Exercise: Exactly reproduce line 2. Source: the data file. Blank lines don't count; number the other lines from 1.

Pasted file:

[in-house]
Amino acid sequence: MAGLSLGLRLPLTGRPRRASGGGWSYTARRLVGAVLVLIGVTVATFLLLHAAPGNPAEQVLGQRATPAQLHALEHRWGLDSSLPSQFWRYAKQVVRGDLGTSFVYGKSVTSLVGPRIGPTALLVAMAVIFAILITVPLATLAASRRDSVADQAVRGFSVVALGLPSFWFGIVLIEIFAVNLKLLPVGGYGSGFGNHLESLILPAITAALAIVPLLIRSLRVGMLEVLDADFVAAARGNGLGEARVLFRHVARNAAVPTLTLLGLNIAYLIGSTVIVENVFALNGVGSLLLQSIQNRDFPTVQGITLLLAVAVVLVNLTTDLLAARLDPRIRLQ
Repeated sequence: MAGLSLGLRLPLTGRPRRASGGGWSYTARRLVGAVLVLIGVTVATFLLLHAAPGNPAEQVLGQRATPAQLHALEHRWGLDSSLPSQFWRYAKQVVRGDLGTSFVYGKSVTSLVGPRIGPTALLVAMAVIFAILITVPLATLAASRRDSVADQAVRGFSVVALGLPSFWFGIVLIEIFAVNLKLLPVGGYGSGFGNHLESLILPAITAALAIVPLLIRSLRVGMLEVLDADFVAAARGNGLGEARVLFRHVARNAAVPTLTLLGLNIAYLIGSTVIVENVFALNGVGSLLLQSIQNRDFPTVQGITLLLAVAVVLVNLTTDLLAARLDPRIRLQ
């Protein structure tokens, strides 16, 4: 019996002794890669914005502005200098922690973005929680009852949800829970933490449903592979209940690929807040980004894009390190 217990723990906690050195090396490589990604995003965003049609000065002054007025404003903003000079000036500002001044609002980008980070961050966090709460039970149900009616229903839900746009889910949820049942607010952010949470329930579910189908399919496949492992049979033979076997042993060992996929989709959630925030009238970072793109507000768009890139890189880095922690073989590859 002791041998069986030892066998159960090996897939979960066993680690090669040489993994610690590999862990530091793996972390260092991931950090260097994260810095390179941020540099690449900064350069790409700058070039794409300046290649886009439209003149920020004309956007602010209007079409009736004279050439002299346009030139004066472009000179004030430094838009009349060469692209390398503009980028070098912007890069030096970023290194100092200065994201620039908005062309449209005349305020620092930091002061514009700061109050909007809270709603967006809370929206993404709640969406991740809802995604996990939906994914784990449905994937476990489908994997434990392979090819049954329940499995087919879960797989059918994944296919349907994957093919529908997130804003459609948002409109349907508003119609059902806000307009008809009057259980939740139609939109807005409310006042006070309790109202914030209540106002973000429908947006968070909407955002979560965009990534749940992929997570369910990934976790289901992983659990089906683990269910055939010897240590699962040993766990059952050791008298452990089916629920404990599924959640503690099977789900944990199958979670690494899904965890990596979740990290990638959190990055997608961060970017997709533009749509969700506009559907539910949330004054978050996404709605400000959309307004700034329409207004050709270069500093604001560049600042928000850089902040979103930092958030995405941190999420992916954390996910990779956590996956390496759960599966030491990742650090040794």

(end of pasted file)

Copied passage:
Amino acid sequence: MAGLSLGLRLPLTGRPRRASGGGWSYTARRLVGAVLVLIGVTVATFLLLHAAPGNPAEQVLGQRATPAQLHALEHRWGLDSSLPSQFWRYAKQVVRGDLGTSFVYGKSVTSLVGPRIGPTALLVAMAVIFAILITVPLATLAASRRDSVADQAVRGFSVVALGLPSFWFGIVLIEIFAVNLKLLPVGGYGSGFGNHLESLILPAITAALAIVPLLIRSLRVGMLEVLDADFVAAARGNGLGEARVLFRHVARNAAVPTLTLLGLNIAYLIGSTVIVENVFALNGVGSLLLQSIQNRDFPTVQGITLLLAVAVVLVNLTTDLLAARLDPRIRLQ